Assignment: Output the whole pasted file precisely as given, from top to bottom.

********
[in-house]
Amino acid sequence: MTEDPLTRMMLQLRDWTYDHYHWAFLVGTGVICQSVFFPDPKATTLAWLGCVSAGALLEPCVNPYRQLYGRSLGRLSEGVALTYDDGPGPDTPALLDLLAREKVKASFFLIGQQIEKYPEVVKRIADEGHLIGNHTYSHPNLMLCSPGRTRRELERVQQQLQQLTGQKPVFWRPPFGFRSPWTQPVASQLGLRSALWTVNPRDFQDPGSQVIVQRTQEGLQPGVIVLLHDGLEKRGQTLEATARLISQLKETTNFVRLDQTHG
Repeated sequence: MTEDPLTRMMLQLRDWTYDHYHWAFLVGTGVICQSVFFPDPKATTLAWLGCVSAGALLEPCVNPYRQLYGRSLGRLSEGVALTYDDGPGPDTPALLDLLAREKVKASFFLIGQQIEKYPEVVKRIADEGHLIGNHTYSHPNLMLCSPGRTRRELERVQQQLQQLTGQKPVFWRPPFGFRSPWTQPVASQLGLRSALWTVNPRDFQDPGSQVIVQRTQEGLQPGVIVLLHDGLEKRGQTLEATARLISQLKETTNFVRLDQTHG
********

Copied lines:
[in-house]
Amino acid sequence: MTEDPLTRMMLQLRDWTYDHYHWAFLVGTGVICQSVFFPDPKATTLAWLGCVSAGALLEPCVNPYRQLYGRSLGRLSEGVALTYDDGPGPDTPALLDLLAREKVKASFFLIGQQIEKYPEVVKRIADEGHLIGNHTYSHPNLMLCSPGRTRRELERVQQQLQQLTGQKPVFWRPPFGFRSPWTQPVASQLGLRSALWTVNPRDFQDPGSQVIVQRTQEGLQPGVIVLLHDGLEKRGQTLEATARLISQLKETTNFVRLDQTHG
Repeated sequence: MTEDPLTRMMLQLRDWTYDHYHWAFLVGTGVICQSVFFPDPKATTLAWLGCVSAGALLEPCVNPYRQLYGRSLGRLSEGVALTYDDGPGPDTPALLDLLAREKVKASFFLIGQQIEKYPEVVKRIADEGHLIGNHTYSHPNLMLCSPGRTRRELERVQQQLQQLTGQKPVFWRPPFGFRSPWTQPVASQLGLRSALWTVNPRDFQDPGSQVIVQRTQEGLQPGVIVLLHDGLEKRGQTLEATARLISQLKETTNFVRLDQTHG